I have endured a chronic illness since 1998. At times this illness has forced me to stop almost everything I thought I needed to do. This has been true at different various stages of my life since age 49. Last week I had to cancel a number of appointments and once again found this terribly hard to do. Saying "no" is a very hard thing for me to do. (I think this is a major flaw, not a heroic tendency in any sense of the word.)

I believe some people need to say "no" much more often in order to get to "yes." I am one such person. Maybe you can identify with me in some way. I am a people person, thus I like to get people’s appreciation, and I long to hear "well done" from my peers. I feel the sting of deeply personal opposition when I get it, which is sometimes quite often since I am a public person with public views. 

I reflected deeply upon these personal issues over the days of Lent. I am profoundly impressed that I need to work very hard at not allowing my illness to define who I am or how I think about myself. I am not a "sick" person, but God’s child. I am to live my life with joy one day at a time under his grace and as fully as he has apportioned me strength for that one day. This is not heroic, just wise. I have not been wise and thus I have often defined myself, both to myself and to others, by my illness. I am praying that I will stop doing this more and more in the months ahead.

Someone asked me this evening, at a funeral visitation for a mutual friend, "How are you?" I knew they meant physically but I answered, "You know I am doing well, not in every way, but I am learning to live today by grace and not to take tomorrow, or my health (good or bad), for granted." I cannot change some things. I can change how I respond to these things.

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  1. Helen April 10, 2007 at 9:43 am

    John, the specifics are different for me but I understand the challenge and struggle not to be defined by an illness which nevertheless does impose real constraints on how we live.
    I’m never completely sure whether I’m ‘making excuses’ or appropriately factoring mine in.
    Maybe that’s why I was quite shaken when a pastor (not one who has ever been my senior pastor) asserted to me that I _was_ making excuses, last year.
    It took me a few days to recover and realize that it makes no sense to pay attention to the comments of someone who probably has no idea what it’s like. If I, with my first-hand knowledge and experience, have trouble figuring out where that line is, it’s very unlikely he would _know_.
    I hope you will find that people are respectful of the constraints your illness places on you and that if anything, they help you by encouraging you to say no when you need to. Rather than expecting more than you can manage, for reasons beyond your control.

  2. jls April 10, 2007 at 10:15 am

    Those of us who are not (yet) suffering from major physical infirmities can only pray for you, that God will give you all the necessary strength and wisdom to do all that he has truly called you to do. Through this post, I realized that I cannot let my apparent health define how I think about myself. If anyone thinks that, because he can do a few things that earn the appreciation of peers, he is not profoundly sick and limited by his sinful nature, he simply does not know the holiness of God. People compare themselves to other people way too much. It completely distorts our self image.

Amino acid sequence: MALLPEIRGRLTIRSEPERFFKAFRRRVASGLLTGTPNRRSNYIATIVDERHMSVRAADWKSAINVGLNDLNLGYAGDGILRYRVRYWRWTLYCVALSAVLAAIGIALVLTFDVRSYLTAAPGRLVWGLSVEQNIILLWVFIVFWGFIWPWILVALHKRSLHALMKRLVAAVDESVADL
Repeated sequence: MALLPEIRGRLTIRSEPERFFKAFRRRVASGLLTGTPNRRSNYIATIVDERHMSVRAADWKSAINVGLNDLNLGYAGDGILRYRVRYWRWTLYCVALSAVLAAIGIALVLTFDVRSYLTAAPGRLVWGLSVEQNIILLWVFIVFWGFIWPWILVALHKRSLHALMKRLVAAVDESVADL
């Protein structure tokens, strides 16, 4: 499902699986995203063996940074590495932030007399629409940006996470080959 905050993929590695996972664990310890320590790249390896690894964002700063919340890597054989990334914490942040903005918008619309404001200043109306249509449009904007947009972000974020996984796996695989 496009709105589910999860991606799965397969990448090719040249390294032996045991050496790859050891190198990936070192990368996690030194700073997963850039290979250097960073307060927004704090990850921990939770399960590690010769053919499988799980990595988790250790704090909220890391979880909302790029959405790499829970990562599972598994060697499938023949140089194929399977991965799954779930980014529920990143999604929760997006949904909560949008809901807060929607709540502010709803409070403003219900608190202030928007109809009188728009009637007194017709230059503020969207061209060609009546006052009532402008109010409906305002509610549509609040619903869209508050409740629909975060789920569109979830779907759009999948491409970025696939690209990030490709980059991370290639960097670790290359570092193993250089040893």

John, we are still amazed at how much you are doing

  3. boyneboy April 10, 2007 at 11:07 am

    Sounds like you are following Paul’s advice regarding his “thorn in the flesh”. I’m not into saying that God is going out of his way to inflict suffering on people but that Jesus always walks with us in the midst of our suffering and limitations and creates something new out of it in the end.
    My own experience is that I keep running into that line every few years, where I have nothing left to give or my own limitations become a brick wall. Yet God speaks, sends helpers, and my balance and perspective are restored, even if the body isn’t.
    My prayers are with you as we walk the journey of faith together.

  4. Bob Myers April 10, 2007 at 12:52 pm

    What a great way to answer that question. An answer that in this fallen world is true for all of us.
    Your ministry is deeply appreciated by many of us pastors, and I find myself challenged and provoked by your writing. I will pray for continued grace and Lord willing physical relief as well for you.
    Bob Myers

  5. John H. Armstrong April 10, 2007 at 4:59 pm

    The kindness of the these several comments amazes me, but then I am quite sure that it should not. There are a lot more “good” people who try to understand others in love than there are the opposite, at least among authentic and faithful Christ-followers. Thanks to each of you who comment and to all who do not write but offer prayers faithfully. I am loved and thankful for so many who care about anything I have to write or say. I am feeling shut up to God and that is a good thing, a very good thing!

  6. jco April 10, 2007 at 11:49 pm

    This post and the responding comments brought tears to my eyes. Thank God for using you to encourage and strengthen so many people. I have always believed that struggles and pain in my own life have brought me closer to God, and have also allowed me to feel deeper compassion towards others who are suffering. Thank you for sharing such a personal post, one that strikes a chord with many of us. You are in my prayers!

  7. P. Andrew Sandlin April 12, 2007 at 1:02 am

    What a transparent, humble – and wise – course of action.
    It’s a privilege to have you as a friend.

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